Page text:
40. 40. Sin H, Saka N, Suh NP. Abrasive wear mechanisms and the grit size effect. Wear. 1979;55:163-190. DOI: 10.1016/0043-1648(79)90188-1
  41. 41. Ruiz-Moreno A, Hähner P, Kurpaska L, et al. Round Robin into Best Practices for the Determination of Indentation Size Effects. Nanomaterials. 2020;10:130. DOI: 10.3390/nano10010130.
  42. 42. Durst K, Göken M, Pharr GM. Indentation size effect in spherical and pyramidal indentations. J Phys D: Appl Phys. 2008;41(7):074005. DOI: 10.1088/0022-3727/41/7/074005
  43. 43. Kim JY, Kang SK, Lee JJ, et al. Influence of surface-roughness on indentation size effect. Acta Mater. 2007;55(10):3555-3562. DOI: j.actamat.2007.02.006
  44. 44. Huang Y, Zhang F, Hwang KC, et al. A model of size effects in nano-indentation. J Mech Phys. Solids. 2006;54(8):1668-1686. DOI: 10.1016/j.jmps.2006.02.002
  45. 45. Bull SJ. On the origins and mechanisms of the indentation size effect. Zeitschrift für Metallkunde. 2003;94(7):787-792. DOI: 10.3139/146.030787
  46. 46. Iost A, Bigot R. Indentation size effect: reality or artefact? J Mater Sci. 1996;31(13):3573-3577. DOI: 10.1007/BF00360764
  47. 47. Li H, Ghosh A, Han YH, Bradt RC. The frictional component of the indentation size effect in low load microhardness testing. J Mater Res. 1993;8(5):1028-1032. DOI: 10.1557/JMR.1993.1028
  48. 48. Pintaude G, Tanaka DK, Sinatora A. Effect of indentation size and microhardness calculation on abrasive wear severity. Scripta Mater. 2001;44:659-663. DOI: 10.1016/S1359-6462(00)00633-3
  49. 49. Pintaude, G. Application of instrumented indentation testing under micrometric range (in Portuguese). Metalurgia & Materiais. 2003;59(530):96-8.
  50. 50. Bulsara, V. H., Ahn, Y., Chandrasekar, S. et al. Mechanics of polishing. J Appl Mech. 1998;65(2):410-416. DOI: 10.1115/1.2789069
  51. 51. Moore MA, Douthwaite RM. Plastic deformation below worn surfaces. Metallurgical Trans. A. 1976;7A:1833-1839. DOI: 10.1007/BF02659813
  52. 52. Graça S, Vilar R, Colaço R. The role of indentation size effect on the abrasive wear behaviour of ductile metallic materials: A nanotribological study. Wear. 2010;268:931-938. DOI: 10.1016/j.wear.2009.12.019
  53. 53. Bryggman U, Hogmark S, Vingsbo O. Prediction of gouging abrasion resistance of steel by pendulum grooving and other laboratory test methods. Wear. 1987; 115:203-213. DOI: 10.1016/0043-1648(87)90210-9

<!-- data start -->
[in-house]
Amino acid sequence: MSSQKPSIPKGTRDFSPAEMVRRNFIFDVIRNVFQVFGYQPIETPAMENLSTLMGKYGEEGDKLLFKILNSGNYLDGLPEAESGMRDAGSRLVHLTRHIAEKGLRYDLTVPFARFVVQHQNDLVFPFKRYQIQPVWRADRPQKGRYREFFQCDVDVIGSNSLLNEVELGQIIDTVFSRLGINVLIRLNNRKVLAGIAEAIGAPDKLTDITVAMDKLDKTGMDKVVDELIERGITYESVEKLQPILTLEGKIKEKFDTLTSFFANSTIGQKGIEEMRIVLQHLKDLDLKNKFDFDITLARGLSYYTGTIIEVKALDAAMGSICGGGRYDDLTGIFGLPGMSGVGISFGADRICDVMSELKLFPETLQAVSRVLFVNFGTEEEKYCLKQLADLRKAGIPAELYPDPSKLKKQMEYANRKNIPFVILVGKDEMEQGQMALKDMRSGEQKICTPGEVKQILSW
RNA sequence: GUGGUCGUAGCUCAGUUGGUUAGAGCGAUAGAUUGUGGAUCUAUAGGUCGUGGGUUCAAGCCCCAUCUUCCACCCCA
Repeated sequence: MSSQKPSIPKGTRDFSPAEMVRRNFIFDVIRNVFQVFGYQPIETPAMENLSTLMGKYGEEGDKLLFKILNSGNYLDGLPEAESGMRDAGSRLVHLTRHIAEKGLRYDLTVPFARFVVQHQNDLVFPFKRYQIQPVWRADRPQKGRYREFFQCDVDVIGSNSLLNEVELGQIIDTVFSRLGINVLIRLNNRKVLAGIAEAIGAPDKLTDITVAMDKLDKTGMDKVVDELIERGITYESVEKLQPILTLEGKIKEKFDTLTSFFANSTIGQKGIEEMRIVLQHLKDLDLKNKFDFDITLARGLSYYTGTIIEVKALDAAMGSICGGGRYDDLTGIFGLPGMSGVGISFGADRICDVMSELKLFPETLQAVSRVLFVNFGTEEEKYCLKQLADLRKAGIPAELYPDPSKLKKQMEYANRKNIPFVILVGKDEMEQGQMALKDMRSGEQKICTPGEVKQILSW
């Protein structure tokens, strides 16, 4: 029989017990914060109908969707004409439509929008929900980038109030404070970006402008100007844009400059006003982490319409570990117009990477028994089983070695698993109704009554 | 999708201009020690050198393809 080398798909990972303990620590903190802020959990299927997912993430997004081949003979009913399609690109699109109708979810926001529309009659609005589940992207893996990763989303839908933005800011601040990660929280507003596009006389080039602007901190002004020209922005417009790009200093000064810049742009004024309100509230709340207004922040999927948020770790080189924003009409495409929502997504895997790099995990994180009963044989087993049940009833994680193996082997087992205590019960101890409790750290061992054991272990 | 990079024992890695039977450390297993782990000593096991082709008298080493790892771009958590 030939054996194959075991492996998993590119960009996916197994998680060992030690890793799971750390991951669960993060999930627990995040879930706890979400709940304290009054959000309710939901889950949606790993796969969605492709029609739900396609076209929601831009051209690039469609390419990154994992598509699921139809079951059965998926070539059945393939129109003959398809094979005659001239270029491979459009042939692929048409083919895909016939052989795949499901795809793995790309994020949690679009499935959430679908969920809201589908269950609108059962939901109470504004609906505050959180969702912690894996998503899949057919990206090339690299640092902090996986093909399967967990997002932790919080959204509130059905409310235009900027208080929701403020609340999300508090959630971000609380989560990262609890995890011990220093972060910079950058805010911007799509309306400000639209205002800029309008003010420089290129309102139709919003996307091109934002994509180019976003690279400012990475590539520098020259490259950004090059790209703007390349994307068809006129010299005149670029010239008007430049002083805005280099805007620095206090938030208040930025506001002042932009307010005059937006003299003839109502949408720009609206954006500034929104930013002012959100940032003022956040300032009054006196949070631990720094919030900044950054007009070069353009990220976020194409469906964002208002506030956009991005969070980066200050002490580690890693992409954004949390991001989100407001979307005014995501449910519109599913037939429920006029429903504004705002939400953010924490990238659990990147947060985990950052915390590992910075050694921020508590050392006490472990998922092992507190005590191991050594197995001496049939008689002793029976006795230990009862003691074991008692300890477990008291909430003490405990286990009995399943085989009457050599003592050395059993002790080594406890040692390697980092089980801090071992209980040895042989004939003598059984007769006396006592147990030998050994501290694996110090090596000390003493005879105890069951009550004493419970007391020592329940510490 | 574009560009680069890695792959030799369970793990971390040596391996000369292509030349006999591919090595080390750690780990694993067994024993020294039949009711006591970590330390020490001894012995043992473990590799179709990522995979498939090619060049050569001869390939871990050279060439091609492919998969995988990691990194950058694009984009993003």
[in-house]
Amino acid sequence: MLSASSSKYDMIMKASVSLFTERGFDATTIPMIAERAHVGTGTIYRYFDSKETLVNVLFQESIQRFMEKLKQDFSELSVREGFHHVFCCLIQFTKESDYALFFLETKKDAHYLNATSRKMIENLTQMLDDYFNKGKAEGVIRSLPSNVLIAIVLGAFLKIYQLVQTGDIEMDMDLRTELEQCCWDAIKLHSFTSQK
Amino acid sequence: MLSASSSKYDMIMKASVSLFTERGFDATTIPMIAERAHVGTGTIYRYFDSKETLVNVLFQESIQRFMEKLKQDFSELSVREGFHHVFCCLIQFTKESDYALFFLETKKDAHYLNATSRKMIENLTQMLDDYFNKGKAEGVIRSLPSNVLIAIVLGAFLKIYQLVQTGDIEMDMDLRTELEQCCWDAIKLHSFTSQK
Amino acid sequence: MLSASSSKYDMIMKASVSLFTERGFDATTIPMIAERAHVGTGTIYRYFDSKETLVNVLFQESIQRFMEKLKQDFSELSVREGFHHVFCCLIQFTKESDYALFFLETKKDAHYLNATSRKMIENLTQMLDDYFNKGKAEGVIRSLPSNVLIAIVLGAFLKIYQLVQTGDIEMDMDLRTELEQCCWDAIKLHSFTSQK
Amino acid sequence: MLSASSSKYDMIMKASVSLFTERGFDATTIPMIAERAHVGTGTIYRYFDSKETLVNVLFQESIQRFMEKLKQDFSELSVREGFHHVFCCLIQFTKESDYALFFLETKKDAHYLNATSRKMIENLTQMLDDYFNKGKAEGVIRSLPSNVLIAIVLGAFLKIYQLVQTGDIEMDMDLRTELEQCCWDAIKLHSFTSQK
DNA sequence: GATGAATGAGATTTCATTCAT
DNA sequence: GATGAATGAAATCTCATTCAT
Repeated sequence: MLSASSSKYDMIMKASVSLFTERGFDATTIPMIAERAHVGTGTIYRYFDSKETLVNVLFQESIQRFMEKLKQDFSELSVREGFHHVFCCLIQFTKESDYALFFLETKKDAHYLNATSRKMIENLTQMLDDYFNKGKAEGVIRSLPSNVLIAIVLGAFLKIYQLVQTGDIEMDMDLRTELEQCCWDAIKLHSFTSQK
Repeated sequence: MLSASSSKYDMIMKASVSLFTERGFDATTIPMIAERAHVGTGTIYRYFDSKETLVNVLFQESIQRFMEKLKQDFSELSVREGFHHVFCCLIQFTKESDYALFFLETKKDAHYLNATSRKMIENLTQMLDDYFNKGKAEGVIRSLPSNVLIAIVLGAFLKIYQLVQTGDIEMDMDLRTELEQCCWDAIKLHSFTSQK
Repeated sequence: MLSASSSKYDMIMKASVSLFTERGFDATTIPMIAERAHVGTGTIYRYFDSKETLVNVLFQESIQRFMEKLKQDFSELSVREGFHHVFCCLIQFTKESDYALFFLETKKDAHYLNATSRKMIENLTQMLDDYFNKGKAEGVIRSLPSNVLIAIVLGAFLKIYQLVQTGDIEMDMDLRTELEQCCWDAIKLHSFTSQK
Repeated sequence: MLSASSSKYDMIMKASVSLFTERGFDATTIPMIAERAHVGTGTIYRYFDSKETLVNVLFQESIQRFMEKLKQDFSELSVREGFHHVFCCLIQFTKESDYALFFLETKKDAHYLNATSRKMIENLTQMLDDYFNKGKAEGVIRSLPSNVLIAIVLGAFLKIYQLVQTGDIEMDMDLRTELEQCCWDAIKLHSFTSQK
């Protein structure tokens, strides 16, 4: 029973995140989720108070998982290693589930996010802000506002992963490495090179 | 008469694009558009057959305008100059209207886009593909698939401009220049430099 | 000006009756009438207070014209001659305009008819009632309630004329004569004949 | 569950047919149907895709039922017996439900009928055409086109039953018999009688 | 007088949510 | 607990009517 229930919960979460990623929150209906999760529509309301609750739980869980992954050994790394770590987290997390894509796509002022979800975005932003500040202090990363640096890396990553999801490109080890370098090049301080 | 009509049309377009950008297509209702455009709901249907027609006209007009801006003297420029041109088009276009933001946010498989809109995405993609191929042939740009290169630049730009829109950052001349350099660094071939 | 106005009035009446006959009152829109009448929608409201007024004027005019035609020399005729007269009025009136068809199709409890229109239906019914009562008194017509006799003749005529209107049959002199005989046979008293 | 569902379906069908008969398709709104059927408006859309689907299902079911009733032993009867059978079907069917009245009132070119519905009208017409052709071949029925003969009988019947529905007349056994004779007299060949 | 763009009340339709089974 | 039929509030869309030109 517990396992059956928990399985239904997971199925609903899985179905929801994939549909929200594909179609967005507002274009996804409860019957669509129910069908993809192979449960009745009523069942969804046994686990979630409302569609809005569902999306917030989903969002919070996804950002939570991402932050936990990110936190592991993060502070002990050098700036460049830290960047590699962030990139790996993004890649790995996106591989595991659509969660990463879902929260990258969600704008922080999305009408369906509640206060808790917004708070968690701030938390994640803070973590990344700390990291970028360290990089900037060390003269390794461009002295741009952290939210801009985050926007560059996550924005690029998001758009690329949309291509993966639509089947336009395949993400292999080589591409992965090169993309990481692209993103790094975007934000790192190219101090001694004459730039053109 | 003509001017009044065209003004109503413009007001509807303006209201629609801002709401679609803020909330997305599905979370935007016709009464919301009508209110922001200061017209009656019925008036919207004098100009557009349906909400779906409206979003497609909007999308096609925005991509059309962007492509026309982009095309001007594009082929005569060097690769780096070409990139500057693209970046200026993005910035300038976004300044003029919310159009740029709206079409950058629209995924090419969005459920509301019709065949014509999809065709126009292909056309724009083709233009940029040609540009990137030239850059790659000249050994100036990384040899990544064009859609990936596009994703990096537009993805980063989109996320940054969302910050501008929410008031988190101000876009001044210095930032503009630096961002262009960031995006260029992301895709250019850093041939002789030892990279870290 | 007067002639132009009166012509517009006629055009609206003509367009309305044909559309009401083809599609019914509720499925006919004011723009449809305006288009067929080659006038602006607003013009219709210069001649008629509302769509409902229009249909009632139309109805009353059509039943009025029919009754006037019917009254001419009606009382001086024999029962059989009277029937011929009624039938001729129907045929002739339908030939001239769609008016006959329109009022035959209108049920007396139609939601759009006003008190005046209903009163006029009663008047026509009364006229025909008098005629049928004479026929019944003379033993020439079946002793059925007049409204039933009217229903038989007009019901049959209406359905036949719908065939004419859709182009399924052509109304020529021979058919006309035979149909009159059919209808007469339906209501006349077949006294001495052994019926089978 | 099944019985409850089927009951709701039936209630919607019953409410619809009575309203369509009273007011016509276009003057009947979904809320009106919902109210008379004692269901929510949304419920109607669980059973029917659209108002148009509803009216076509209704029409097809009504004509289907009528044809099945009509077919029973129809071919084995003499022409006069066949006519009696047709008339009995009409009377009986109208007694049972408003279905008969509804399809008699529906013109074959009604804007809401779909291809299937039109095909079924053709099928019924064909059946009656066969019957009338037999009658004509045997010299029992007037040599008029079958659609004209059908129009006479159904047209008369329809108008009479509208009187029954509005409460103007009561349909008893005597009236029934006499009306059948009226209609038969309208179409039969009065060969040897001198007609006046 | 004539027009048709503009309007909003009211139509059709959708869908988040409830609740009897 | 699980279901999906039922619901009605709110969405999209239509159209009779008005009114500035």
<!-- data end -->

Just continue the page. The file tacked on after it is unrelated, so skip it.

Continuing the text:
54. 54. Kareer A, Hou XD, Jennett NM, et al. The existence of a lateral size effect and the relationship between indentation and scratch hardness in copper. Philos Mag. 2016;96:3396-3413. DOI: 10.1080/14786435.2016.1146828
  55. 55. Zum Gahr KH, Wear by hard particles. Tribol Int. 1998;31:587-596. DOI: 10.1016/s0301-679x(98)00079-6
  56. 56. Sasada T, Oike M, Emori N. The effect of abrasive grain size on the transition between abrasive and adhesive wear. Wear. 1984;97:291-302. DOI: 10.1016/0043-1648(84)90155-8
  57. 57. Gant AJ, Gee MG. A review of micro-scale abrasion testing. Journal of Physics D: Applied Physics. 2011;44:073001. DOI: 10.1088/0022-3727/44/7/073001
  58. 58. Badisch, E, Mitterer, C. Abrasive wear of high speed steels: influence of abrasive particles and primary carbides on wear resistance. Tribol Int. 2003;36:765-770. DOI: 10.1016/S0301-679X(03)00058-6
  59. 59. Colaço, FHG. Study of abrasion behavior and formation of coatings applied by GTAW with double feeding of tubular wires (in Portuguese) [thesis]. Curitiba: Federal University of Technology - Paraná; 2021.
  60. 60. Esteves PJ, Seriacopi V, de Macêdo MC, Souza RM, Scandian C. Combined effect of abrasive particle size distribution and ball material on the wear coefficient in micro-scale abrasive wear tests. Wear. DOI: 10.1016/j.wear.2021.203639

Written By

Giuseppe Pintaude

Submitted: 09 June 2021 Reviewed: 08 July 2021 Published: 04 August 2021